As the devastation mounts in Haiti from the earthquake and its sizable aftershocks over the past week and a half, 62 lives were spared at an orphanage supported by a local pastor’s mission organization.
Moments before the earthquake struck the preacher running the orphanage, Pastor Enock Deroseney called the younger children and workers out of the three-story building to watch the older boys play soccer. As the earthquake rattled the building and the adjacent church to the ground, the 55 orphans and seven staff members who live and work there were unharmed.
“I think it’s a divine appointment. I think God orchestrated their safety and as a result of Him pressing on the heart of Pastor Enock to do that they were spared,” said Pastor James Don Burkhalter of Abundant Life Church in Springfield.
However, the orphans and staff are left with nothing but the clothes they were wearing when the earthquake hit. For the first two and a half days, they had no food or water. Burkhalter spoke with Deroseney, who said that more orphans have arrived, and they are all sleeping in the field next to the rubble.
The Haitian orphanage was established in 1971 about 19 miles southwest of Port au Prince in Grand-Goave. Burkhalter has been supporting the orphanage since 2000. At the time, Burkhalter and a colleague had co-founded a 501c3 nor for profit organization dubbed ChurchQuake International. He has built numerous churches and orphanages in Zimbabwe and Malawi and has been successful in Trinidad.
In Haiti, ChurchQuake International set up six churches, two schools and the Grand-Goave orphanage. One of the schools met in the orphanage. Most of its 600 students have not been accounted for as the entire city was destroyed.
“The buildings that were cracked or partially falling in, he said nearly every one of them fell in,” Burkhalter said of what Deroseney told him.
“And when that happened, he said all the rescuers that were going in those buildings just quit because it had already been six days. He said bodies were piled up; the stench in the air was unbelievable.”
Burkhalter is now working with a woman in North Carolina to coordinate with Fort Stewart to send company-sized tents to Grand-Goave for temporary housing.
“The main thing right now is getting things stabilized,” Burkhalter said.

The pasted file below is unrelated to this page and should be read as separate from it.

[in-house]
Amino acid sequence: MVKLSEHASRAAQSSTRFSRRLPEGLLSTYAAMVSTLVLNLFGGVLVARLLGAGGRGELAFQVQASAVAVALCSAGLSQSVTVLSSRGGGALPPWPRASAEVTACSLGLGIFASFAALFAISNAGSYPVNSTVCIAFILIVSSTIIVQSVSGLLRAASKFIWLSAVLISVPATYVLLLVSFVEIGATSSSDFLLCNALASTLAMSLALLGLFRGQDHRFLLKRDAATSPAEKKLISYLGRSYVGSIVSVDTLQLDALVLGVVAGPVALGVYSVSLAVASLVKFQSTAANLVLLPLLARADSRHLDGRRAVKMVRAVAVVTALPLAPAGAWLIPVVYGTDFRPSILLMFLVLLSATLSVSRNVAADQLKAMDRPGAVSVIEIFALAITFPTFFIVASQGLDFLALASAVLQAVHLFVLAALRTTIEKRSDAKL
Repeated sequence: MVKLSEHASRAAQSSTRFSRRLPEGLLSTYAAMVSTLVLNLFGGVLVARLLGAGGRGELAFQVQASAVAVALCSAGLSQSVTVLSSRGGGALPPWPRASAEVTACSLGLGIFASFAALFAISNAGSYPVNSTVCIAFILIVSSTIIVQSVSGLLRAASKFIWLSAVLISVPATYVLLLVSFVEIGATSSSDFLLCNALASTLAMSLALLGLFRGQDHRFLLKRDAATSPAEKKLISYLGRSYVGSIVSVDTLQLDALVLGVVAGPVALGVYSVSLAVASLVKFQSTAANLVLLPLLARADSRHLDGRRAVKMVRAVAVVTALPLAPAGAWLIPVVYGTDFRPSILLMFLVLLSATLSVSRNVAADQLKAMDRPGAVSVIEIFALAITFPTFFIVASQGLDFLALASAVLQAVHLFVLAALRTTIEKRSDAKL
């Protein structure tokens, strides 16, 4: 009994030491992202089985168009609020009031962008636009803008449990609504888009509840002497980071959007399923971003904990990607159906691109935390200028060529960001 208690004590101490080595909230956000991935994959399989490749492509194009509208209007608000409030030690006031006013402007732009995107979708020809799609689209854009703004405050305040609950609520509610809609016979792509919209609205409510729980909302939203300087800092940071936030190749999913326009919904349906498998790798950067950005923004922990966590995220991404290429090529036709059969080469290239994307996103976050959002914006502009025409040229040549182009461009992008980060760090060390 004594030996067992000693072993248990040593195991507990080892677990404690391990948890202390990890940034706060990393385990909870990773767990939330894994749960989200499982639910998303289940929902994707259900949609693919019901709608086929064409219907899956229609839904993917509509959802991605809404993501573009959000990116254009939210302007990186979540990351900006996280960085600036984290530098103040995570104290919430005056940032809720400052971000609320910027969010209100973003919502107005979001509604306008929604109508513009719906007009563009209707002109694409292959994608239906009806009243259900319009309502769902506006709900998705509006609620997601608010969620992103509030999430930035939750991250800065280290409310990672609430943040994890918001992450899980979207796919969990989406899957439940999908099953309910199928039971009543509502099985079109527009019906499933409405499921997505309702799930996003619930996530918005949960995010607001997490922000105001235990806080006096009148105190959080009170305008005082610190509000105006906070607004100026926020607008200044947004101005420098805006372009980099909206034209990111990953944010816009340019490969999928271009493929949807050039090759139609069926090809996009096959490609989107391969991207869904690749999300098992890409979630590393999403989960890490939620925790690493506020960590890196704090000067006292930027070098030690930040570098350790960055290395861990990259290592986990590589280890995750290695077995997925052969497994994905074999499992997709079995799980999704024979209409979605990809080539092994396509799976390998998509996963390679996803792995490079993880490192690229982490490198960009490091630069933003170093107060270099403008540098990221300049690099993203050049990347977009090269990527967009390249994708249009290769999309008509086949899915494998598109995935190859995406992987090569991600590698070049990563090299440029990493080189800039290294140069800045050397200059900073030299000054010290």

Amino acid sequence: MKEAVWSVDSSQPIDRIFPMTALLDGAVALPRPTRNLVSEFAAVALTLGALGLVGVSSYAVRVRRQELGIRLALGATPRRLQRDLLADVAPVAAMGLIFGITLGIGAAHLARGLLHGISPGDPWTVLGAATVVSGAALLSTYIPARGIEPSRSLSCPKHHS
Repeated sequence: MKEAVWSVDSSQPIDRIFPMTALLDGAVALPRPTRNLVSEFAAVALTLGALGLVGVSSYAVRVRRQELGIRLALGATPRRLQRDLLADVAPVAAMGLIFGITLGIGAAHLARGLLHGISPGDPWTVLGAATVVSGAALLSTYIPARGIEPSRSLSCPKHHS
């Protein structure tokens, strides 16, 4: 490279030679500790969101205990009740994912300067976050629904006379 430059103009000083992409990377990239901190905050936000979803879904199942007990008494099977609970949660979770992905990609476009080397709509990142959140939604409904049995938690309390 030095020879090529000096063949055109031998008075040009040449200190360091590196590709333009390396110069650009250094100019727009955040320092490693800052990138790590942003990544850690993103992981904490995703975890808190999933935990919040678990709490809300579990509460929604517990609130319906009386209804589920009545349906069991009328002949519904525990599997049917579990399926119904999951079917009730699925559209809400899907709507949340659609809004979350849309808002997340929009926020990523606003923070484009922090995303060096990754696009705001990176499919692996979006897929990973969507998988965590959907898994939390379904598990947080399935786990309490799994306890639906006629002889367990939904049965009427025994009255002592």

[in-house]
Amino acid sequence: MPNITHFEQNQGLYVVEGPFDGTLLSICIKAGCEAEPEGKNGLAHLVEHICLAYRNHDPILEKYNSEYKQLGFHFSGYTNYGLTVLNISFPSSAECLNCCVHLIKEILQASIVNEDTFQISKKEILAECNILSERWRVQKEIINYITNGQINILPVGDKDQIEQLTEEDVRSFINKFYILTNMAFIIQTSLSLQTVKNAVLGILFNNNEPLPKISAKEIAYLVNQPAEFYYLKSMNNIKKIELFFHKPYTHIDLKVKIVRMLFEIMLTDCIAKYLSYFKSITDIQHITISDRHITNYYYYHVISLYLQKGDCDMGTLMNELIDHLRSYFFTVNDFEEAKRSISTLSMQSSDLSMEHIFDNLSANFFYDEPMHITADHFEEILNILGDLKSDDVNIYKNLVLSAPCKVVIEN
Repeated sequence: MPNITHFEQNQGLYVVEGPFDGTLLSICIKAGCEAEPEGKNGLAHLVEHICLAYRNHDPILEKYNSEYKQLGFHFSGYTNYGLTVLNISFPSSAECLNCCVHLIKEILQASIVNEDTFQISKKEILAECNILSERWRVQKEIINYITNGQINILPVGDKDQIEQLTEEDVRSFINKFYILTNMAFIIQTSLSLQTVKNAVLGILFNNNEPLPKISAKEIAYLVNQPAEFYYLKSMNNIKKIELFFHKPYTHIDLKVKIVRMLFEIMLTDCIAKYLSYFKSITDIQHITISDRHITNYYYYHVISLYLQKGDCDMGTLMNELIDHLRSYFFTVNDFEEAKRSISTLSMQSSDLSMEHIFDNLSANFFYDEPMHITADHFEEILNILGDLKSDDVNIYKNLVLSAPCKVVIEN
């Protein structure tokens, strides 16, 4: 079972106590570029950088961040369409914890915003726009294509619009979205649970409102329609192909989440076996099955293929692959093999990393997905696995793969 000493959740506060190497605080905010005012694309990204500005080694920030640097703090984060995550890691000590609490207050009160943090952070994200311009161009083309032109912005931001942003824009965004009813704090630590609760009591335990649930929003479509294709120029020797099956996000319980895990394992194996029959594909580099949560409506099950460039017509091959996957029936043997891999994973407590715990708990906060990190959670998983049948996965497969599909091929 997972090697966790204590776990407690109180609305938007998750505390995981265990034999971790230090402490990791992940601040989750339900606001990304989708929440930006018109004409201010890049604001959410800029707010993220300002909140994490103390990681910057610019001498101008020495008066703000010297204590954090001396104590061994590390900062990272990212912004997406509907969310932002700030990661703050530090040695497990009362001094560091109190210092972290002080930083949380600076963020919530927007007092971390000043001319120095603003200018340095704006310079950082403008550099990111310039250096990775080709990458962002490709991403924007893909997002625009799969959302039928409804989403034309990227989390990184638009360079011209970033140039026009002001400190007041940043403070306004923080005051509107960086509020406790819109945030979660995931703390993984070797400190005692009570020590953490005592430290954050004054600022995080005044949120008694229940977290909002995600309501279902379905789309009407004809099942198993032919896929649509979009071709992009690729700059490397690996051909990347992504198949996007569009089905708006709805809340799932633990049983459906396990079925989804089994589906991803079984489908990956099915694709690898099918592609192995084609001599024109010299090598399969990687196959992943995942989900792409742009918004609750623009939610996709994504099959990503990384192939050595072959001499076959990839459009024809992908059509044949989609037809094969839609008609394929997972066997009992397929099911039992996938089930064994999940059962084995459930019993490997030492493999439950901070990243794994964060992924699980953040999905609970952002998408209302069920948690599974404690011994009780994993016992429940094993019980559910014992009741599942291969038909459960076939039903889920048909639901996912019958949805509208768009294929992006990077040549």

Burkhalter has been to Haiti 22 times and is planning to go there in the next two or three weeks with an architect to assess the costs for rebuilding the facilities, which he estimates to be around $250,000.
The orphanage functions under the name “Good Samaritan Project” and receives funding through its own orphan sponsorship and ChurchQuake International. Money for the orphanage is collected in an account in Fort Lauderdale, Fla., where Deroseney’s daughters live, and is allotted as needed.
“(Haiti) is not really a safe place to keep money,” Burkhalter said.
Typically during an emergency, funds can be sent through Wal-Mart immediately, but the Wal-Mart there is no longer standing. Therefore the funds must be channeled through Florida.
Burkhalter said Deroseney sends receipts for all the money used and that no salaries are being collected in the U.S., so all the money goes directly to the mission.
Teachers who work at the schools are given anywhere from $20-$100 a month, which is a lot in a country where 80 percent of the population lives below the poverty line an 54 percent live in abject poverty, according to the CIA World Factbook.
Burkhalter said what is needed most for the orphanage right now is financial support, and there are a number of ways to give to this organization and help the orphanage:
Go to www.churchquake.com to donate with PayPal.
Go to www.goodsamaritanproject.com to sponsor an orphan.
Drop off donations for ChurchQuake International at Abundant Life Church office at 1541 Highway 21 in Springfield next to Harvey’s.
Deposit contributions with Citizens Bank in Springfield to the ChurchQuake International account.
Contributions are tax deductible and statements of donations will be given.
“We appreciate anything that anybody might have to offer, whether their prayers or support financially or any other way. We very much appreciate their concern for the situation. I’ve found that the people in Effingham are a very caring and concerned people,” Burkhalter said.